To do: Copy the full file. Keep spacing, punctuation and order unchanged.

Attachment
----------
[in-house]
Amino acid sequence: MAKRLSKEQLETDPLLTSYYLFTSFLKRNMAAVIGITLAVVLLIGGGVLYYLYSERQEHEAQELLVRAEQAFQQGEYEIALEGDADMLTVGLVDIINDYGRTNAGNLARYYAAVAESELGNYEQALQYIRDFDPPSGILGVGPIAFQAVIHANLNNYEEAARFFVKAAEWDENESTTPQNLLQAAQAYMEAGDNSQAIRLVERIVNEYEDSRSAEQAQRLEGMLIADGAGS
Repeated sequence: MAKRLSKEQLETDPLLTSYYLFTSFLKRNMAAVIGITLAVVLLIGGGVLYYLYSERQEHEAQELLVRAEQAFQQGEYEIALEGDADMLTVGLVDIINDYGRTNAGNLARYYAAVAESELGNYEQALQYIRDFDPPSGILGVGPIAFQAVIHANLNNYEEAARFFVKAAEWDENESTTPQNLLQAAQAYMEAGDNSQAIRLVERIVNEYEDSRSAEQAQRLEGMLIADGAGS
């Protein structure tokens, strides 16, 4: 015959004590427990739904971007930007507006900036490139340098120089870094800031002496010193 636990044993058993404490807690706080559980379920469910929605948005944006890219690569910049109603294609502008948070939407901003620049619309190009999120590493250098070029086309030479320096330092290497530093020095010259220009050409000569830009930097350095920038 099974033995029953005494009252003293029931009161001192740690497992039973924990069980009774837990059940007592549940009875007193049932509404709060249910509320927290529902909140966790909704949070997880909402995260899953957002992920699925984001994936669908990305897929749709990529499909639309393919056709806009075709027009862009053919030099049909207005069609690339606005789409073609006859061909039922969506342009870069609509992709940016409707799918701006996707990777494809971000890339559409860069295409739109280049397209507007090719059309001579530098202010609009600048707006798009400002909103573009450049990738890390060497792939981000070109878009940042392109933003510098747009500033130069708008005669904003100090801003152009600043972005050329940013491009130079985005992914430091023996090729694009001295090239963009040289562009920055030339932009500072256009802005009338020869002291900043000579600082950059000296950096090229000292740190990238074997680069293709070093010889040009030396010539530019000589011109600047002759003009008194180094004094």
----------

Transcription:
[in-house]
Amino acid sequence: MAKRLSKEQLETDPLLTSYYLFTSFLKRNMAAVIGITLAVVLLIGGGVLYYLYSERQEHEAQELLVRAEQAFQQGEYEIALEGDADMLTVGLVDIINDYGRTNAGNLARYYAAVAESELGNYEQALQYIRDFDPPSGILGVGPIAFQAVIHANLNNYEEAARFFVKAAEWDENESTTPQNLLQAAQAYMEAGDNSQAIRLVERIVNEYEDSRSAEQAQRLEGMLIADGAGS
Repeated sequence: MAKRLSKEQLETDPLLTSYYLFTSFLKRNMAAVIGITLAVVLLIGGGVLYYLYSERQEHEAQELLVRAEQAFQQGEYEIALEGDADMLTVGLVDIINDYGRTNAGNLARYYAAVAESELGNYEQALQYIRDFDPPSGILGVGPIAFQAVIHANLNNYEEAARFFVKAAEWDENESTTPQNLLQAAQAYMEAGDNSQAIRLVERIVNEYEDSRSAEQAQRLEGMLIADGAGS
């Protein structure tokens, strides 16, 4: 015959004590427990739904971007930007507006900036490139340098120089870094800031002496010193 636990044993058993404490807690706080559980379920469910929605948005944006890219690569910049109603294609502008948070939407901003620049619309190009999120590493250098070029086309030479320096330092290497530093020095010259220009050409000569830009930097350095920038 099974033995029953005494009252003293029931009161001192740690497992039973924990069980009774837990059940007592549940009875007193049932509404709060249910509320927290529902909140966790909704949070997880909402995260899953957002992920699925984001994936669908990305897929749709990529499909639309393919056709806009075709027009862009053919030099049909207005069609690339606005789409073609006859061909039922969506342009870069609509992709940016409707799918701006996707990777494809971000890339559409860069295409739109280049397209507007090719059309001579530098202010609009600048707006798009400002909103573009450049990738890390060497792939981000070109878009940042392109933003510098747009500033130069708008005669904003100090801003152009600043972005050329940013491009130079985005992914430091023996090729694009001295090239963009040289562009920055030339932009500072256009802005009338020869002291900043000579600082950059000296950096090229000292740190990238074997680069293709070093010889040009030396010539530019000589011109600047002759003009008194180094004094």